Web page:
Financial scams are nothing new, and people have been falling for them ever since money was around. The significant differences between old financial scams and the new brand of financial scams are their scope and the way they're performed. While in past decades scam artists spoke to their victims face to face, now they do it over the phone or online. With numerous identity thefts taking place every year and financial scams being more prevalent than ever, it's important to be on the lookout, especially if you or your family members are seniors. Because senior citizens aren't as tech savvy as the younger generations, they are prime candidates for financial scams, especially these four kinds:
1. Health insurance/Medicare scams
If someone is a permanent resident of the US or an American citizen over the age of 65, they qualify for Medicare, which makes them an easy target for financial scammers. Medicare scammers usually call up senior citizens to offer them Medicare and get their hands on the financial information of the victim. Also, Medicare and Health insurance scammers make up different services and even the existence of mobile clinics to steal information from the elderly and take their money.
2. IRS scams
This type of fraud is the most common kind among senior citizens, and through it, victims are asked to pay back taxes and threatened with jail time and fines if they don't pay. Some scammers even go as far as getting basic information about the victims so they will sound more convincing. In any case, such calls are scams because the IRS notifies people about important matters through the US post and not the phone.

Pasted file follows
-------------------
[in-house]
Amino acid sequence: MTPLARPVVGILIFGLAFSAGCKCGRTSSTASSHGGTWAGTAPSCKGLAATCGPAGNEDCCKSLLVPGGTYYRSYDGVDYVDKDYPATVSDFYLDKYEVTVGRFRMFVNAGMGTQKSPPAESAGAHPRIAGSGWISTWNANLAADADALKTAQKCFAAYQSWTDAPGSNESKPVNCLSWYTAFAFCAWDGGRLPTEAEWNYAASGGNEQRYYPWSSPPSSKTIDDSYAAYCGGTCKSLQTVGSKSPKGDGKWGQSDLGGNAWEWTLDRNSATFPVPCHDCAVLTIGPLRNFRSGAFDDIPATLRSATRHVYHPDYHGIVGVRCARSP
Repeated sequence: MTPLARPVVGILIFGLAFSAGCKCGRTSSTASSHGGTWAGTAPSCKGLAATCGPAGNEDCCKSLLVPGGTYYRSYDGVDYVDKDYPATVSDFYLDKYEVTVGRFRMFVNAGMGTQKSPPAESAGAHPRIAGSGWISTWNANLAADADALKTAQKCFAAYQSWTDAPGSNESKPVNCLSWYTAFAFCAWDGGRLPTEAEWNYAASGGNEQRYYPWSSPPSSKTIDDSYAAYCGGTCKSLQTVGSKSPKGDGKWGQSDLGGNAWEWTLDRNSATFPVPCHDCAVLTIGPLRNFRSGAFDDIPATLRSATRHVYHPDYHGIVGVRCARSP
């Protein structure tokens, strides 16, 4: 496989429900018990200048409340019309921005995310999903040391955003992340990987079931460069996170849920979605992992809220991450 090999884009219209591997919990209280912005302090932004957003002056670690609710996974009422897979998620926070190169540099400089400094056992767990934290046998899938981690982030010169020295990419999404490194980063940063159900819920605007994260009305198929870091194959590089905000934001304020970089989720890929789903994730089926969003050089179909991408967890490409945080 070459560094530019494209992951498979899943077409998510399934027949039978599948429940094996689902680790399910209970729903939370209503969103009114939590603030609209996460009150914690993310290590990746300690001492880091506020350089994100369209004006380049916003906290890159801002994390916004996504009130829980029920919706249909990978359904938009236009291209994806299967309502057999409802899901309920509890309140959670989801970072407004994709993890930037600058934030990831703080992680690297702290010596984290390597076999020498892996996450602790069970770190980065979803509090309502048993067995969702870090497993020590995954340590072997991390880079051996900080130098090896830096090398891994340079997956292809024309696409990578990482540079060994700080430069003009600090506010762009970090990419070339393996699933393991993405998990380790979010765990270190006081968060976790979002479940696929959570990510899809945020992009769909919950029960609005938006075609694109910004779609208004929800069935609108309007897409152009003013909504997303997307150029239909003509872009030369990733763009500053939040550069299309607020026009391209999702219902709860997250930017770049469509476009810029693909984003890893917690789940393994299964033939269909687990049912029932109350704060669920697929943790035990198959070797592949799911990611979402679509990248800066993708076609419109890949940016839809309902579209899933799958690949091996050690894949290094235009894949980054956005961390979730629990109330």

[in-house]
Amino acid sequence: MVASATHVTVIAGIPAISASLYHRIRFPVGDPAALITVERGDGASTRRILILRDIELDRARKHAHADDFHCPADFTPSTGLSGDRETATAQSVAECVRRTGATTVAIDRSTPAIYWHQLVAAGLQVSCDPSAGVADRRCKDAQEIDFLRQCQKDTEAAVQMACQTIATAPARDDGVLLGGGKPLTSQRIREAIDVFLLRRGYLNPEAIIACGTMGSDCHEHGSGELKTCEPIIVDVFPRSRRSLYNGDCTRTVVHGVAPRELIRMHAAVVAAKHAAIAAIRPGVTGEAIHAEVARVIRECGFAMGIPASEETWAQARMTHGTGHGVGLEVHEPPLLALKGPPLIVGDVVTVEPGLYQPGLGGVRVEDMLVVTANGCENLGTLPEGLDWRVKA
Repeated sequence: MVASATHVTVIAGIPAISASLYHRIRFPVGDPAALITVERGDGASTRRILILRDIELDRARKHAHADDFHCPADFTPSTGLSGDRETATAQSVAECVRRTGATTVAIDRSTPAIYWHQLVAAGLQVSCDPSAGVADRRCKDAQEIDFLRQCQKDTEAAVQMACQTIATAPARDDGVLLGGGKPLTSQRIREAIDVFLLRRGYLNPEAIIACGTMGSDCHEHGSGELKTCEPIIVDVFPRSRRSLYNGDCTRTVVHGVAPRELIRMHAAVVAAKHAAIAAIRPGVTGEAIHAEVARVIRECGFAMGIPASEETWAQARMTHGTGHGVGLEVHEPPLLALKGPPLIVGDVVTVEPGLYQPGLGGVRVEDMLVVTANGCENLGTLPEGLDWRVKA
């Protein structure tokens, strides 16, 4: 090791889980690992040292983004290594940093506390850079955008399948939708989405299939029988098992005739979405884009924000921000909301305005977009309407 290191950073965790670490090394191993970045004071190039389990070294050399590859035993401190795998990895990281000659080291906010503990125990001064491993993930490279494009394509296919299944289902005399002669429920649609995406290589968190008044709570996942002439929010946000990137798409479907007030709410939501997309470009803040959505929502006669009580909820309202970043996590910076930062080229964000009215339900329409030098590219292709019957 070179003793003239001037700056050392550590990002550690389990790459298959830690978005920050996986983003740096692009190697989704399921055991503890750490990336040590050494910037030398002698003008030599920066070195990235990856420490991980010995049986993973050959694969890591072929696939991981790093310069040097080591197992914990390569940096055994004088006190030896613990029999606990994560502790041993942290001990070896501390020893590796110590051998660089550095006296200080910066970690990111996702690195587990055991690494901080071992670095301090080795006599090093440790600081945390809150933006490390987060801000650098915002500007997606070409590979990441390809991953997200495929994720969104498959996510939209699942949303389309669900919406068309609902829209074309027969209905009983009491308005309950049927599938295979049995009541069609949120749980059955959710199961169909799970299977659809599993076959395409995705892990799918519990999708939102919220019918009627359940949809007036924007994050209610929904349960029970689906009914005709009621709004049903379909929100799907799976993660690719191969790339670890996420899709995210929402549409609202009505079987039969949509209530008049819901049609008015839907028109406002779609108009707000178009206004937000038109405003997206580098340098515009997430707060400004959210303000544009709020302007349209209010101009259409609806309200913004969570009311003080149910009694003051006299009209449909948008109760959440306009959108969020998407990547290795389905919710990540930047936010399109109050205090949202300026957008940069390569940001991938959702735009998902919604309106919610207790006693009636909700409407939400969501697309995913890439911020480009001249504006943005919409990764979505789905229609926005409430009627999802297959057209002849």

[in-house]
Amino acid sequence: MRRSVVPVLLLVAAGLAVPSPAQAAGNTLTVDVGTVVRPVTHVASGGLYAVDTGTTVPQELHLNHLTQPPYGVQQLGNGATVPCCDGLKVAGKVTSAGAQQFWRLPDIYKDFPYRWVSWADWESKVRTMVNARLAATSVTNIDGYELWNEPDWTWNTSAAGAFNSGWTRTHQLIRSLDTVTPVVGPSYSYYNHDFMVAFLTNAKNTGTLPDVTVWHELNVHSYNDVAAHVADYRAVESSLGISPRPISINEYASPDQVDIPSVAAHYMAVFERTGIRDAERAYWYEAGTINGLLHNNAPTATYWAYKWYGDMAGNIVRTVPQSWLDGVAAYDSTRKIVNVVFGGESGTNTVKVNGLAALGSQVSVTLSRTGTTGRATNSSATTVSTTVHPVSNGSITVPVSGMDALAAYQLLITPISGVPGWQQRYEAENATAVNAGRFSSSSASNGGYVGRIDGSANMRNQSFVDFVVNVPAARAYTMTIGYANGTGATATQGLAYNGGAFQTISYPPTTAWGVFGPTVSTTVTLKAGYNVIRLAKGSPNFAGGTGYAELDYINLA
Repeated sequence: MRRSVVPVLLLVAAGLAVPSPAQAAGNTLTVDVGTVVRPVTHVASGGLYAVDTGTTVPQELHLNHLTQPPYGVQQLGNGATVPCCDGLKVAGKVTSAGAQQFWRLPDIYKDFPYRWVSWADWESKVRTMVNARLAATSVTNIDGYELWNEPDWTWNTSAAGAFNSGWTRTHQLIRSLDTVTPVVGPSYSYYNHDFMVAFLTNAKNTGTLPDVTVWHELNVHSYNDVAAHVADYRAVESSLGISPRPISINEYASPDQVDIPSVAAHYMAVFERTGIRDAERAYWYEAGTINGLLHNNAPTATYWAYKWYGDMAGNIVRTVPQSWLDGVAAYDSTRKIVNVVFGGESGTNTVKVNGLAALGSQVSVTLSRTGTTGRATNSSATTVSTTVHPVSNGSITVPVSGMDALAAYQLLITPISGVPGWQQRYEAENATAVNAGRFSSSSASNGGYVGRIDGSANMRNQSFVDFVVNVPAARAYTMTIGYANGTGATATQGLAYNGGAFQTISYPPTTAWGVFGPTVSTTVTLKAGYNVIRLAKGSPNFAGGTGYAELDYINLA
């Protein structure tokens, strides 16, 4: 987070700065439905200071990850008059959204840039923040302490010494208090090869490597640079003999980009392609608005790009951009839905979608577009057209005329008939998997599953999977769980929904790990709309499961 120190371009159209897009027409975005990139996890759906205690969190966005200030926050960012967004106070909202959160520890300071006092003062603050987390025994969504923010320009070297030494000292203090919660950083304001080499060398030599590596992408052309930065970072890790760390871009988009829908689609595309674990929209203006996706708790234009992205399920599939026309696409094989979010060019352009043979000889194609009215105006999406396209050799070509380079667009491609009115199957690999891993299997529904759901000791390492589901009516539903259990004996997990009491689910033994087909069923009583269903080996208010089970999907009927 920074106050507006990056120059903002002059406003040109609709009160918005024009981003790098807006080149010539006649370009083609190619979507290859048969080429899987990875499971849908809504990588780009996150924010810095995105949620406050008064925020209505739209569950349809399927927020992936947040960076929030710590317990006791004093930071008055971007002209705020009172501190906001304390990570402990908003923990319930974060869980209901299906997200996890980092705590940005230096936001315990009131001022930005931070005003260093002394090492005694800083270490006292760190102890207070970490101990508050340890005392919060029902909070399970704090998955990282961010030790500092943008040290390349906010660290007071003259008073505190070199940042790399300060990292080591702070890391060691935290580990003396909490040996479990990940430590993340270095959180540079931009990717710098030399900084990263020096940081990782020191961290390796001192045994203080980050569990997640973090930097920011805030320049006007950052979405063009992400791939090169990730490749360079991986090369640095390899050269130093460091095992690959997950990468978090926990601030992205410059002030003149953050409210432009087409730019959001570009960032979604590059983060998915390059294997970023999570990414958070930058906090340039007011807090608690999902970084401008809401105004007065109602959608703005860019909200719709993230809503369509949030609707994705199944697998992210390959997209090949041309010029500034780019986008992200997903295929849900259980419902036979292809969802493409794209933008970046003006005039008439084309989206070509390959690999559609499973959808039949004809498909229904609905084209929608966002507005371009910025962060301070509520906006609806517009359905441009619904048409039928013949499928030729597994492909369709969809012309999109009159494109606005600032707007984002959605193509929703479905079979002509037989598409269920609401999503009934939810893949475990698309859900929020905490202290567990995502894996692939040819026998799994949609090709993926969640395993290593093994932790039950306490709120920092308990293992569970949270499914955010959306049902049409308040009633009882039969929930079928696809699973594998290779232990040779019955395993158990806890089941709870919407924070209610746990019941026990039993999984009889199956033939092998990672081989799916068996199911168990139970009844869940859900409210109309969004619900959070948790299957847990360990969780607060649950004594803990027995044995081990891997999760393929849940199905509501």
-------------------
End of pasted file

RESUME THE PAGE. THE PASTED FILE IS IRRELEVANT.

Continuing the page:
3. Email scams
Senior citizens fall victim to email phishing scams asking them for financial help from a relative. In these types of scams, the con artists will write an email that sounds true because it contains bits and pieces of events that could happen. One of the most popular types of such emails is a nephew asking for financial assistance because they are stranded somewhere and need money. In such situations, it is essential to run a reverse email lookup to see who is behind the email and check if any information provided in the mail is real.
4. The widow scam
This is one of the most heartless scams that target people in grief and cons them out of money. People that prey on the grieving simply looks up for people who have recently died on the obituary section and pretend to be bankers or lawyers. In their scam, the con artists claim that the deceased owed them money, and the grieving victim, who is in emotional turmoil and can't think straights, usually gives them the money. If such a person appears and asks money from you or your relatives, conduct a people search to check if they are who they say they are, and seek help from relatives. Ask for proof that debt does exist, or try and go to the bank or law firm to see what's going on before handing out money.
Whenever someone asks you for money out of the blue, it's important to be suspicious and not take anything they say as the truth. Check for any information a potential con artist asks you and seek help to find out if you are being scammed. It will save you money, time and most importantly – prevent heartache.